Dernbach’s logic is simple. Recognizing that specific gases tend to trap heat above the earth’s surface, that humans are emitting large amounts of these gases and that the earth’s surface temperature is warming, he concludes: “Prudent people, using common sense, would respond to these facts, even without total certainty about when adverse effects will occur or what they will be.” If caution and common sense dictate action, and none is being taken, we must lack both.
* The Intergenerational Equality Principle: “Parties should protect the climate system for the benefit of present and future generations of humankind.” This is found in Principle 3 of the Rio Declaration and in the Climate Convention, Article 3.1.
Dernbach points out that since concentrations of greenhouse gases are still rising, “it is highly likely that future generations will feel greater and more severe effects than we do.” Most experts insist we need to reduce greenhouse gas emissions more than 5.2 percent (the overall cuts called for in the Kyoto Protocol), and some call for reductions of as much as 50 percent. Reasonably assuming substantial cuts are necessary, why are nations still unwilling to arrest warming-gas emissions, much less begin reductions?
The common wisdom is that we cannot risk fragile economies to uncertain science. More realistically, the concept of “future generations” is likely incomprehensible to those fixated on annual budgets and elections every two to four years.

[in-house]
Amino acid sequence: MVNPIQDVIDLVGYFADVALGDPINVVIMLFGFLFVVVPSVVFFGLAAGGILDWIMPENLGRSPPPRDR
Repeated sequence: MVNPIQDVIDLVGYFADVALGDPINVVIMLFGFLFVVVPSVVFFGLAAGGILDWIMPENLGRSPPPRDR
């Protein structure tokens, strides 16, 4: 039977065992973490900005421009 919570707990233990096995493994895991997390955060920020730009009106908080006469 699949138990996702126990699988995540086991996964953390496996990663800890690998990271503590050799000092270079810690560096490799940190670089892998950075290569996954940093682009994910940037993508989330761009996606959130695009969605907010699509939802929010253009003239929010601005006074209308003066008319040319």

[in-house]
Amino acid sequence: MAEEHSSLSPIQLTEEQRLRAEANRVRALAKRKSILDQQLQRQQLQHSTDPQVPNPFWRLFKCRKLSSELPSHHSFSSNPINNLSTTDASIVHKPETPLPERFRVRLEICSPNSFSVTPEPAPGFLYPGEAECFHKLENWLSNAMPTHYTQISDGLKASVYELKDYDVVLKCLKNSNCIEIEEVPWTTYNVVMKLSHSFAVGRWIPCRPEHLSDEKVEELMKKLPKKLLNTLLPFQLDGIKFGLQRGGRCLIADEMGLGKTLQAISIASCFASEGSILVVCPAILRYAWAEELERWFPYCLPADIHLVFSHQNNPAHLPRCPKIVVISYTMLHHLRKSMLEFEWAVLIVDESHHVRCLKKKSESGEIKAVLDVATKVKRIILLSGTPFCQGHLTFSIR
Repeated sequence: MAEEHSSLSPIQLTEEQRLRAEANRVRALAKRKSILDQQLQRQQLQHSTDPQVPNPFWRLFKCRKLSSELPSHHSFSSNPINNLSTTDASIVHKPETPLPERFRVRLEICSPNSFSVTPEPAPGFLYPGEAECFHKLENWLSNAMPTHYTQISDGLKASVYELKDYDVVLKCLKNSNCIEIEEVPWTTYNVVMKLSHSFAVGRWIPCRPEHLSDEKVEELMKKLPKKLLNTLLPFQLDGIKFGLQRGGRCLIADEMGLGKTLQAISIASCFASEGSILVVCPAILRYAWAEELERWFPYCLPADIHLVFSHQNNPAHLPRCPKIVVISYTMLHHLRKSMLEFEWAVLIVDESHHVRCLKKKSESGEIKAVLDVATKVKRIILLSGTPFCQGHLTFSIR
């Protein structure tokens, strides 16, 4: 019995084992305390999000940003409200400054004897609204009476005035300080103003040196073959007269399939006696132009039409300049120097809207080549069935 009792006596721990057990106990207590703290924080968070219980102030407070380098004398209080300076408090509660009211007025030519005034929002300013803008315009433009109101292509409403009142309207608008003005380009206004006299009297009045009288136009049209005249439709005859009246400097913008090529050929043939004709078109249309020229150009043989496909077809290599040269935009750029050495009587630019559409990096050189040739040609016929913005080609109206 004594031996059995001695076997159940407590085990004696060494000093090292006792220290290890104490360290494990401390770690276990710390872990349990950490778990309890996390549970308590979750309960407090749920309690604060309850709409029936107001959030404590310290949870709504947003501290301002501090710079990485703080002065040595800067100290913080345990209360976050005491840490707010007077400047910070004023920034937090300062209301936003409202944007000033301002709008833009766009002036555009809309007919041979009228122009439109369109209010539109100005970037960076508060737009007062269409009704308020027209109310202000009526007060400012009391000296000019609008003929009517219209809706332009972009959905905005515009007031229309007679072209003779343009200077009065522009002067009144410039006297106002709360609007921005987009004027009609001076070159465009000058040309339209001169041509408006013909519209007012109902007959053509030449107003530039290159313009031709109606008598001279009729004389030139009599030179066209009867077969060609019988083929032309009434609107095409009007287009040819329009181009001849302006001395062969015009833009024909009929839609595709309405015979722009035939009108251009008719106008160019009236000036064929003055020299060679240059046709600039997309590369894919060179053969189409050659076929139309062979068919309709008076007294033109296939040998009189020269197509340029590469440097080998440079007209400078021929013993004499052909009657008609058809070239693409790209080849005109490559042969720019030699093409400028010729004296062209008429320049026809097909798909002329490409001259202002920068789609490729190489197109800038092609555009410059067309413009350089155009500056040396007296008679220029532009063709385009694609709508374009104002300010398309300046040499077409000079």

* The Polluter-Pays Principle: Countries “should endeavor to promote the internalization of environmental costs . . . taking into account the approach that the polluter should, in principle, bear the cost of pollution.” (Principle 16 of the Rio Declaration)
The PPP is widely understood to apply to domestic industry, but Dernbach notes that it “is also relevant to the relationship between developed countries, which have created most of the global environmental problems about which they are concerned, and the developing countries, which have not.”
The Climate Convention preamble places the blame squarely: “The largest share of historical and current global emissions of greenhouse gases has originated in developed countries.”
Here’s a concept so simple my 6-year-old has it down: You make the mess, you clean it up — unless, of course, you can whine and bully your way out of it, as the U.S. government is doing. Incredibly, the largest, strongest economy in the world (and the one responsible for about a quarter of all CO2 emissions annually) still refuses to take a leadership role in “cleaning up the mess.”
How principled our leaders are, when those principles offer economic benefits, such as insistence on open markets and free trade; and yet how very fast principle fades when less profitable notions of precaution, equality, health and welfare are at stake.
Dernbach concludes that negotiating a climate agreement from a framework based on sustainable development principles would “take the debate in a different and more constructive direction.”
It would also mean oil-dependent nations of the world would be forced to make slow and cumbersome U-turns. Meanwhile, developing nations that are not so far down the fossil-fuel highway could head off on alternative-energy freeways and get up to speed faster and cheaper than the gas-guzzling, industrialized world.
It may be this principle, of a leveled playing field, that leaders of developed nations find least appealing of all.